Haemophilus influenzae (H. influenzae) are bacteria commonly carried in the respiratory tract, which can cause acute invasive disease. They are divided into encapsulated and unencapsulated (non-typeable) strains. Encapsulated strains can be classified into six serotypes, from a to f, of which type b (Hib) was most prevalent prior to vaccine introduction. Infection with H. influenzae can cause the following conditions:
- acute respiratory infections
Less frequent conditions which may be caused by H. influenzae infection include:
- septic arthritis
For more information on H. influenzae, visit the NHS inform website.
Guidance on Haemophilus influenzae can be found below:
- For more information on Haemophilus influenzae type b (Hib) immunisation, including updates, please refer to the Public Health England (PHE) Green Book, Chapter 16.
- Find out about Public Health England's management of Hib.
- Training and educational materials for healthcare professionals are on the NHS Education for Scotland (NES) website.
For all infection prevention and control guidance visit the A-Z pathogens section of the National Infection and Prevention Control Manual.
Data and surveillance
In 1992, following introduction of the Hib vaccine for young children, the number of H. influenzae type b cases fell dramatically, not only in the vaccinated group but also in older age groups. Due to reduced carriage of the organism within the respiratory tract of vaccinated children, transmission to the wider community was effectively suppressed. The addition of the Hib booster vaccine in 2006, reduced case numbers further.
In Scotland, typing is conducted on all cases with positive laboratory reports for H. influenzae, in order that national trends in disease subtypes can be monitored. Further enhanced surveillance is carried out for all H. influenzae cases identified in children under the age of 5 and type b strains across all age groups.
Surveillance update for April to June 2020
Nine cases of invasive H.influenzae were reported in the second quarter of 2020, bringing the total for January to June (weeks 1 to 26) to 32. This is lower than the cumulative case numbers reported for the same period in the previous four years (range 40 to 53), as shown in Figure 1.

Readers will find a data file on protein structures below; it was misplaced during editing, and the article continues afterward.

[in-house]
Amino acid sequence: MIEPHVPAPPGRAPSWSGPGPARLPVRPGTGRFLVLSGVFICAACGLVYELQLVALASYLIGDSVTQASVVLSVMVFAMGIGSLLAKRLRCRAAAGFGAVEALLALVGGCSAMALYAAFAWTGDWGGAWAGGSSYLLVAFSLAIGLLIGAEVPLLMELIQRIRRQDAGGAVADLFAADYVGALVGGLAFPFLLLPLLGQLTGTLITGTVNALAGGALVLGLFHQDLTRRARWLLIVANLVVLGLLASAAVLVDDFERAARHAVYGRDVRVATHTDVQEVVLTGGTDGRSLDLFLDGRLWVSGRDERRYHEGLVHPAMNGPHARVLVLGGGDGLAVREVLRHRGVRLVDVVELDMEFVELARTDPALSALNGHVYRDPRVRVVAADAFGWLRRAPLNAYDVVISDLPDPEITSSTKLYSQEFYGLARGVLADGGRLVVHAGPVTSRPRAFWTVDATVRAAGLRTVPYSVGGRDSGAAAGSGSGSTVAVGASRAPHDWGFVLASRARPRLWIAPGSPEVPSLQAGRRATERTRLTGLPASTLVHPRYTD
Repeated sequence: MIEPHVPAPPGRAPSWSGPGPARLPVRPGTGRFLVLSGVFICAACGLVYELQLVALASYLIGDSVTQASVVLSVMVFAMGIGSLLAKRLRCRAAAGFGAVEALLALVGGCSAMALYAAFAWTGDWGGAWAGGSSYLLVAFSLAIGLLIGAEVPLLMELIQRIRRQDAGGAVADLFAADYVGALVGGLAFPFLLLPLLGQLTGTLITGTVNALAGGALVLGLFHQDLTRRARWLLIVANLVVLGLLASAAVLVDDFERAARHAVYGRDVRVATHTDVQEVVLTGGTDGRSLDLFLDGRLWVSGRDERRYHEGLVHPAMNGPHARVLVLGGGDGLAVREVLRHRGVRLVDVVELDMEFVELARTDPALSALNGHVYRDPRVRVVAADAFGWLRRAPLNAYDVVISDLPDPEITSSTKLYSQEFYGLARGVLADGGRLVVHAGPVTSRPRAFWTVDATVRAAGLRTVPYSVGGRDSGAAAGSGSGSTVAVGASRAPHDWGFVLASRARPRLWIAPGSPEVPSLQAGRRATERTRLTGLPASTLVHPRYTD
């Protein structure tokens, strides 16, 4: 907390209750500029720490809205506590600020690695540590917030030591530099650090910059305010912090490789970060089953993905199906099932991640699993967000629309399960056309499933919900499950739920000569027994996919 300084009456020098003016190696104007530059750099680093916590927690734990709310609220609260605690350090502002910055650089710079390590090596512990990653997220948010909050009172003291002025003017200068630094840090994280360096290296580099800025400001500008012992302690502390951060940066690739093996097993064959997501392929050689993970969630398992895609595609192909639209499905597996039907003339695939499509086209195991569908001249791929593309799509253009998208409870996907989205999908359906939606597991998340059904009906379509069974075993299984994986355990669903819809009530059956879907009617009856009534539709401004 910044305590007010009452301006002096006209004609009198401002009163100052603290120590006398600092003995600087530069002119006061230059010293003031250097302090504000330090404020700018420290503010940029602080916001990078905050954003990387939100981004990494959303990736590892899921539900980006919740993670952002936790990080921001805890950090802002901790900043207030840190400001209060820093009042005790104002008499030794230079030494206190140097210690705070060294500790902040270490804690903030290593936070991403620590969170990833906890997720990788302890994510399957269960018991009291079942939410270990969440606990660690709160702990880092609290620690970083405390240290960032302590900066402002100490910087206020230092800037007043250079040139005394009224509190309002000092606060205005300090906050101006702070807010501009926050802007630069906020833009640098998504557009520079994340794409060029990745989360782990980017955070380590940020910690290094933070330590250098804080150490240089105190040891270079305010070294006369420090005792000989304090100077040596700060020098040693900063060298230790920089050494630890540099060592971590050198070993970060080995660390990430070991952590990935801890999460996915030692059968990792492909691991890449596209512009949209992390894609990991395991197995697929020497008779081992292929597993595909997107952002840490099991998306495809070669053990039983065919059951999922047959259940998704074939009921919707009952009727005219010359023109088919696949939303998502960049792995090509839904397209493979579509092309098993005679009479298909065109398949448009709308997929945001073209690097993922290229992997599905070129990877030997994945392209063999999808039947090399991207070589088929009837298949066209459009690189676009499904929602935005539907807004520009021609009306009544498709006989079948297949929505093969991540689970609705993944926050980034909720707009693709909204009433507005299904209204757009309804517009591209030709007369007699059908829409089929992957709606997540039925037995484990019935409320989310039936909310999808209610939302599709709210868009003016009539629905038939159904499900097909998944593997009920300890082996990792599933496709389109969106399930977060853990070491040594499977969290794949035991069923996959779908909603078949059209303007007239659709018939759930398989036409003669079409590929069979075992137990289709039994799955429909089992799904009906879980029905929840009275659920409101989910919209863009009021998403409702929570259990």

Figure 1: Cumulative number of Haemophilus influenzae cases reported to HPS 2008 to 2020 (to week 26)
Of the 32 cases reported to the end of the second quarter of 2020:
- two (6.3%) were aged under five years
- one (3.1%) was aged between five and 20 years
- five (15.6%) were aged between 21 and 40 years
- 24 (75.0%) were over 40 years of age
Of the 32 invasive cases reported so far in 2020:
- 28 (87.5%) had influenzae isolated from blood
- two (6.3%) from cerebrospinal fluid
- two (6.3%) from pleural fluid
There were no known deaths associated with H.influenzae to the end of the second quarter of 2020.
Figure 2 demonstrates the epidemiological impact of the Hib vaccine, for those aged under five (routinely vaccinated group) and for all ages (including under fives). There was a marked decrease in cases from 1992 in all age groups, followed by a rise in case numbers in the early 2000s. Case numbers decreased again following the introduction of the Hib booster vaccine, and figures have remained relatively stable since 2011.
Figure 2: Laboratory reports of invasive Haemophilus influenzae type b disease in Scotland, 1988 to 2020 (to week 26)
Figure 3 presents laboratory reports by serotype, since the introduction of the Hib booster campaign in 2003.
H. influenzae typing was carried out for 25 (78.1%) isolates, of which:
- 21 (84.0%) were non-typeable (NT)
- three (12.0%) were type f
- one (4.0%) was type a
Figure 3: Laboratory reports of Haemophilus influenzae by serotype, 2003 to 2020 (to week 26)
Vaccine uptake statistics
Vaccine uptake statistics are published by Public Health Scotland Data and Intelligence.